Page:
Thursday, November 19, 2009

Ian Martin's Talk At The New School

Ian Martin: James Bond Of The UN Peacemaking Ambitions

Ian Martin 

The Peace Process in Nepal: is it failing?

Ian Martin

New School, New York

6 November 2009

I am grateful to Ashok Gurung for asking me to speak here at the New School. As you know, Ashok, it was many weeks ago that you asked me to do this, and to propose a title for my talk. Alas, I didn’t know then just how appropriate this title was going to prove by tonight. In recent days there have been calls for the revision of the Comprehensive Peace Agreement, accusations and counter-accusations that it is being broken by Maoist agitation or threats of mobilization of the Army, and calling into question even of the 12-point Understanding, which was the very foundation of the peace process. It is indeed timely to ask whether the peace process is failing; if so, why; and what is required to save it.

For over three and a half years, I spoke in Nepal and on Nepal on behalf of the United Nations – first representing the High Commissioner for Human Rights, up to and during the Jana Andolan, and then representing the Secretary-General. I no longer speak for the UN on Nepal, and tonight I want to make very clear that I am speaking only for myself. Some may question my right to speak critically of events in Nepal, but I do so solely as a friend of Nepal, and as someone who deeply wants to see Nepal go forward in peace, respect for human rights, and socio-economic progress for all its diverse peoples.

In another sense, too, I want to speak tonight in a different voice. In Kathmandu, one tries to follow the details of every twist and turn of the complex politics of Nepal, and whatever is reported in the daily media - and in the positions I held, I was very often expected to comment upon it. It is easy to fail to see the wood for the trees, and hard to maintain a focus on the deeper realities of the situation. Here in New York, one looks through the other end of the telescope. And sitting as I am briefly in the UN’s Department of Political Affairs, which follows and sometimes mediates conflicts around t
The UN headquarters in New YorkImage via Wikipedia
he world, one has more of a comparative perspective. So this evening I want to try to address what I regard as the larger underlying issues of the peace process in Nepal, which I believe is the way to address the question of what needs to be done to get it back on track.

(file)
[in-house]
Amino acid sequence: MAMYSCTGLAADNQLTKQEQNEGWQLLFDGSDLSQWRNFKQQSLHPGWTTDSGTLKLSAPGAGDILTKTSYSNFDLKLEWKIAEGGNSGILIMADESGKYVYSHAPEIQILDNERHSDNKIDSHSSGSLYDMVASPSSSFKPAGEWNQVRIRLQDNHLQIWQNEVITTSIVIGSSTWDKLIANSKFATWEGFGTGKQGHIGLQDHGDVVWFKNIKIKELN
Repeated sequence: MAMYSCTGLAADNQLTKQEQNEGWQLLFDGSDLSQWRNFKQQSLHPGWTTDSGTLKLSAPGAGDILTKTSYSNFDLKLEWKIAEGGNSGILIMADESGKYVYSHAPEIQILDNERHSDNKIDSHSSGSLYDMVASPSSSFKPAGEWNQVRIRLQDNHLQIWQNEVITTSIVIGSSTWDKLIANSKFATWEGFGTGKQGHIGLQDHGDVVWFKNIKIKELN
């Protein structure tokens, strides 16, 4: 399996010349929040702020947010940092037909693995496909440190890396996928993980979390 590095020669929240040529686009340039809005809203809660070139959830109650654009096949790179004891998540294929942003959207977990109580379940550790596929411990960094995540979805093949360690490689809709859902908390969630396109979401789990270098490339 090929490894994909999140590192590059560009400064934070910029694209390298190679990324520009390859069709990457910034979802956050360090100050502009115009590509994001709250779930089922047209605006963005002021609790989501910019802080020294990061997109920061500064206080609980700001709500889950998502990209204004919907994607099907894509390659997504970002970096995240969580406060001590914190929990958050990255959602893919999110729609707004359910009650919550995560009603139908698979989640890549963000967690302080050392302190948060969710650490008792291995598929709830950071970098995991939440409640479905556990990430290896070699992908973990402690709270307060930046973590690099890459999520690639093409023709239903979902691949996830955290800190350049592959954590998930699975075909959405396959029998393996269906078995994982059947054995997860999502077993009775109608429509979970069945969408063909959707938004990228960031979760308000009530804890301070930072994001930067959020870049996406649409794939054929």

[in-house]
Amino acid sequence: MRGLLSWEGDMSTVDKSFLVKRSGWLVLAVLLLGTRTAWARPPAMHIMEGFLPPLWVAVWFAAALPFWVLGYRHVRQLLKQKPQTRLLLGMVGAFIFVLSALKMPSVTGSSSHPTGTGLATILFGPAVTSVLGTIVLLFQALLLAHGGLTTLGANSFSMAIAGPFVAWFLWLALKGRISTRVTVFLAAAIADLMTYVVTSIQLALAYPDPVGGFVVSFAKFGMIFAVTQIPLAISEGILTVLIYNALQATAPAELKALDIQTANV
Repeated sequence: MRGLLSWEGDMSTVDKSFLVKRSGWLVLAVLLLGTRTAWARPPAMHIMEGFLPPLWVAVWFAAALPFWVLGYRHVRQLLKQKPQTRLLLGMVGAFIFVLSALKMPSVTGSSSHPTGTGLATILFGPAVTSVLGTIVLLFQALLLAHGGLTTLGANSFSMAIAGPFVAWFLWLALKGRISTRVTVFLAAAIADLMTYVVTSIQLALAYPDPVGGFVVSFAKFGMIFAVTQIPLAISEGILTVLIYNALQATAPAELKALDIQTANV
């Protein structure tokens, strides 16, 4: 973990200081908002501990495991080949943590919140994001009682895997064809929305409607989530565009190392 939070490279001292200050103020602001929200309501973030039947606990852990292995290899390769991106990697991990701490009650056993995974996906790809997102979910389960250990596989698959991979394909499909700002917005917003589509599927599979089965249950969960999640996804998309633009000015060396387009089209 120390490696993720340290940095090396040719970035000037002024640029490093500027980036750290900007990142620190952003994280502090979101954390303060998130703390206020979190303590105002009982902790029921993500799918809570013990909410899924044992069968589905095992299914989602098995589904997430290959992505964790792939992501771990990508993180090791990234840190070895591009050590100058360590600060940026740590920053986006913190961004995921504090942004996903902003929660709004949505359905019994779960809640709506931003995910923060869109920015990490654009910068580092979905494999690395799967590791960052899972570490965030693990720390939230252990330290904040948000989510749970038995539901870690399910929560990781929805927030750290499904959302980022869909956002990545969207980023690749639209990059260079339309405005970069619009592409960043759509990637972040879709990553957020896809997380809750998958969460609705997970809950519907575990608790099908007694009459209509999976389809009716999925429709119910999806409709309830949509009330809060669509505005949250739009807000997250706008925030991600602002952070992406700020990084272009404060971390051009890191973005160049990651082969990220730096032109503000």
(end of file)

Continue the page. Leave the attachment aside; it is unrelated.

The fundamentals of the peace process were negotiated in the 12-point Understanding, agreed in Delhi in November 2005 between the Communist Party of Nepal (Maoist) – which from now on I will refer to just as the Maoists – and the Seven-Party Alliance – the alliance of political parties represented in the Parliament elected in 1999 and dissolved in 2002 – whose leading negotiators were from Girija Prasad Koirala’s Nepali Congress. It was an unusual basis for a peace process, because it was not an agreement between the rebels and those in control of the state and its army, but an alliance to end control of the state by what it called “autocratic monarchy”. But as the literature expects peace processes to do, it came out of a stalemate on the battlefield: the recognition of the Maoists that they would never be able to capture the state by force of arms, and the failure of the then Royal Nepalese Army to achieve victory over the People’s Liberation Army (PLA) even when fully unleashed, latterly by King Gyanendra.

The bargain that was then struck between the two sides was crucial, and needs to be remembered today. The Maoists committed themselves to the values and norms of multi-party democracy, human rights and rule of law. The parliamentary parties accepted what had been the Maoists’ agenda of election of a constituent assembly and “progressive restructuring of the state”. The combatants on both sides of the armed conflict – “the armed Maoist force and the royal army” – would be kept under UN or other international supervision in the course of the election. The 12-point Understanding became the basis on which the people of Nepal could unite – under the leadership of civil society, as much as of the political parties – to express their demand for peace and change.

Once the Jana Andolan had compelled the King to step aside, a fuller peace process began to be negotiated. The Seven-Party Alliance was now in the stronger position. The old Parliament wa
Cropped image of Ban Ki-moon. Description: Sou...Image via Wikipedia
s reinstated as the basis for a Nepali Congress-led government, contrary to the Maoists’ proposal of a national political conference as the basis for an interim government. The new government had command of the Nepalese Army, and the strong backing of the Indian and US governments in insisting on not only cantonment of the Maoist army, as agreed in the 12-point Understanding, but also what came to be called “weapons separation”, before the Maoists could join an interim parliament and government. The Maoists agreed to storage of their weapons under UN surveillance, but not to surrendering ultimate control.

The fuller peace agreement which was then negotiated was enshrined in the Comprehensive Peace Agreement, and then in the Interim Constitution. Since then numerous agreements have for the most part repeated commitments to implement them, although they have also led to revisions in the Interim Constitution. Five aspects of the peace agreements have been unchanging and are fundamental, and it is the extent to which they have been respected or not respected which I want to examine this evening.